You have got to be practical. If I think a college-going student's role is going to come my way, it's not. If I think I am going to be the next romantic hero, it's not going to happen. There are a lot of factors why that might not happen. For whatever reason you started your career doing a negative role, it has gone down well. The audience likes your personality in that image. It's not easy to break that [image].

Doing a romantic role is not a problem, it is what kind of romantic role you do that matters. Say, even in a film like Satya, you can have romance, it's how you treat it. I can't be the conventional hero doing romance.

On his debut and the initial frustration: I don't regret doing Daraar. I am very comfortable. I had come to a stage where it was important for me to get going. The clock was ticking. I was eager to start working. Things [film projects] were fizzling out left, right, and centre where work was concerned. Commitments were not being honoured.

Whatever projects I was excited about weren't happening. And the work that was coming my way wasn't the kind of work I wanted to do. Then Abbas Mustan came my way. Despite the fact that it was a negative role, I felt it was more important to work in a good role with a good director in a good set-up as opposed to doing a leading role in a film which probably won't do me any good.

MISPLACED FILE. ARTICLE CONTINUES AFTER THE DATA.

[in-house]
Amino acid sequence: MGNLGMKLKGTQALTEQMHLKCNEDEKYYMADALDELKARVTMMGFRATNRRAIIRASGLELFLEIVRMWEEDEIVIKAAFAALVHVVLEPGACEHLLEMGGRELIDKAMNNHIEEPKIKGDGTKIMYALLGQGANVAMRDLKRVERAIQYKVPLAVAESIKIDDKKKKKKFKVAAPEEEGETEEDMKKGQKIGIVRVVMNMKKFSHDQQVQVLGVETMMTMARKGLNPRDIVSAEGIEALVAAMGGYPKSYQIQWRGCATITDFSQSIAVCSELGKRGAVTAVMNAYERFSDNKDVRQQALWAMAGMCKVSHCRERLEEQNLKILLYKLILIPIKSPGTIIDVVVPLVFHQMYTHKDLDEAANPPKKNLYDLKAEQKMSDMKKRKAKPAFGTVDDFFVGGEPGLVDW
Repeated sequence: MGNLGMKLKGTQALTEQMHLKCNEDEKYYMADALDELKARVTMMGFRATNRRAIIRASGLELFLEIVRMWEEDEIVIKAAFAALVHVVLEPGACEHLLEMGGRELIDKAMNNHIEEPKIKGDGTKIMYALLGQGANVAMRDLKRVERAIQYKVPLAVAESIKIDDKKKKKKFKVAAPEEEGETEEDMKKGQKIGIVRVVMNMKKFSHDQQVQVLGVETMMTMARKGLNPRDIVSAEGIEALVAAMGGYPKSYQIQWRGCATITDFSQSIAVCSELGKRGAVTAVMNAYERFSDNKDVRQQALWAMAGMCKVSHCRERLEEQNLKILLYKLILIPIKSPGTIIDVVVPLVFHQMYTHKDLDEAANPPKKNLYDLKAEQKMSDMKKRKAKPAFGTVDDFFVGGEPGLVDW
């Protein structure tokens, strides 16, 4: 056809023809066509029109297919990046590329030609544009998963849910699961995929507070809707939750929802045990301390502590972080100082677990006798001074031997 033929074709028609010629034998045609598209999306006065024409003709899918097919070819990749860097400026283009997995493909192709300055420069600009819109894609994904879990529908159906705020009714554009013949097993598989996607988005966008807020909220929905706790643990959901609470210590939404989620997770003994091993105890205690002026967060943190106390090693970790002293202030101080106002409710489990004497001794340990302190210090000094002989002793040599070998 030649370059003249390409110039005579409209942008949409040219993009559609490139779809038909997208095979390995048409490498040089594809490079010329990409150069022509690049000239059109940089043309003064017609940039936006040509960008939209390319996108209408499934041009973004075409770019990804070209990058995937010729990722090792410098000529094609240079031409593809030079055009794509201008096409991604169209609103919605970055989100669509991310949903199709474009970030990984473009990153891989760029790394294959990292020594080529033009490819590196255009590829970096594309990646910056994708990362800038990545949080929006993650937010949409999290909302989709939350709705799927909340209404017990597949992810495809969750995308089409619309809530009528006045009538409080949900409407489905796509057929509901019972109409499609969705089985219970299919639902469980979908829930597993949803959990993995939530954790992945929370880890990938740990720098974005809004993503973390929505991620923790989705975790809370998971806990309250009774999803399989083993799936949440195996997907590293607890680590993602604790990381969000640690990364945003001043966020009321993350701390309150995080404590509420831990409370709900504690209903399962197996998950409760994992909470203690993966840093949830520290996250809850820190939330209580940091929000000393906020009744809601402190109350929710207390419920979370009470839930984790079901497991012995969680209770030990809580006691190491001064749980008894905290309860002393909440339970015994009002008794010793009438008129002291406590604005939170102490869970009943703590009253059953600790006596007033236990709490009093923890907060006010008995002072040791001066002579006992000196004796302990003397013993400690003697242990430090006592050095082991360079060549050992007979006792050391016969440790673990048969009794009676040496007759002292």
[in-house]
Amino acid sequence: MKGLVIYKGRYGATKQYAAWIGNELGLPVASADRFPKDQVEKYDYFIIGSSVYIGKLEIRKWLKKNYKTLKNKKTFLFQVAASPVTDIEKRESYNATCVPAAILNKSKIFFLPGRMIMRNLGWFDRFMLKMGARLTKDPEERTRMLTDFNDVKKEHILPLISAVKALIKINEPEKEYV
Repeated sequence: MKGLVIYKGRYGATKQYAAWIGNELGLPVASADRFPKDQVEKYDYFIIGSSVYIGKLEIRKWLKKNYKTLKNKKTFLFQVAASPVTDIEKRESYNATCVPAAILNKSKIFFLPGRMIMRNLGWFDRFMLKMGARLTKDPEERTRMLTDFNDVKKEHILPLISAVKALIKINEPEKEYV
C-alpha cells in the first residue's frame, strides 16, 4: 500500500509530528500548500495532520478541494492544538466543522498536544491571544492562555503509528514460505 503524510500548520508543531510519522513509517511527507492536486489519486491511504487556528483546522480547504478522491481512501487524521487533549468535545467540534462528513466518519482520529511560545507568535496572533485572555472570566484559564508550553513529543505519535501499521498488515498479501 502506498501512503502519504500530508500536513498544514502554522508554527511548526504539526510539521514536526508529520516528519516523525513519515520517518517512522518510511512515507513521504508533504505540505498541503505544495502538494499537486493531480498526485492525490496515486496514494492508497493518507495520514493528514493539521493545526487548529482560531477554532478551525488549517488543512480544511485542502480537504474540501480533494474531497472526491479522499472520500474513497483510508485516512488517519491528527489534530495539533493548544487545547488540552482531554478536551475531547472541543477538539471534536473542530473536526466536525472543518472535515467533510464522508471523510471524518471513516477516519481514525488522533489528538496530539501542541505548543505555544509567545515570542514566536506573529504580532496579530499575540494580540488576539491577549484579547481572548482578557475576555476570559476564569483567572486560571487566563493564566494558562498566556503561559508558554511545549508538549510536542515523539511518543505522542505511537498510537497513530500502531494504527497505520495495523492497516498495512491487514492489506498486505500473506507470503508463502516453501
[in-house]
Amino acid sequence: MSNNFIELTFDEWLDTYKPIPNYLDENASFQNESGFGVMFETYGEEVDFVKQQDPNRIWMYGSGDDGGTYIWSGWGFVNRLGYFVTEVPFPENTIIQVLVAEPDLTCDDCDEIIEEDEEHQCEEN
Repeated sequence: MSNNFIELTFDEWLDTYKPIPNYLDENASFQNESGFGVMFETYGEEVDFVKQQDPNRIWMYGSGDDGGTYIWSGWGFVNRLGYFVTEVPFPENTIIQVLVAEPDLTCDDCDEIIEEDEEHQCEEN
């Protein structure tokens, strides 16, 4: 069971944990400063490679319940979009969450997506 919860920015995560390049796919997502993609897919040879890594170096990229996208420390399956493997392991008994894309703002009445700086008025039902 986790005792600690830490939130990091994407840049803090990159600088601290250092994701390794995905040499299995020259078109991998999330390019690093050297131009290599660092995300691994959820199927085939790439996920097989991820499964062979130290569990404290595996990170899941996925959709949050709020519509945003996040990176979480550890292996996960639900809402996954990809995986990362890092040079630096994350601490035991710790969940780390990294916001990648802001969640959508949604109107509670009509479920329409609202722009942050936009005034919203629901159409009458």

On positive and negative roles: Whenever a negative character of mine works, the offers I get are completely opposite of the roles I have done. It happened after Daraar. The offers that I got were Pyaar Kiya To Darna Kya and Shyam Ghanshyam, which were out and out positive roles. In between there was Soch. Right after Soch, Maa Tujhe Salaam came — it was a positive character. Right now I am doing Garv, where I am playing a good cop. Then I am doing Wajah, where I play a surgeon. I have got a mixed bag of roles. Some grey, some negative, some positive.

If you notice, I am not just doing negative roles. And even if I am doing negative roles, the characters are very imbedded in the script. They are not run-of-the-mill roles. They will have a projection of almost like a second hero in the film.

It's not like you get respect or become successful by doing positive roles only. You can make a niche for yourself doing your kind of roles. That's what I want to achieve.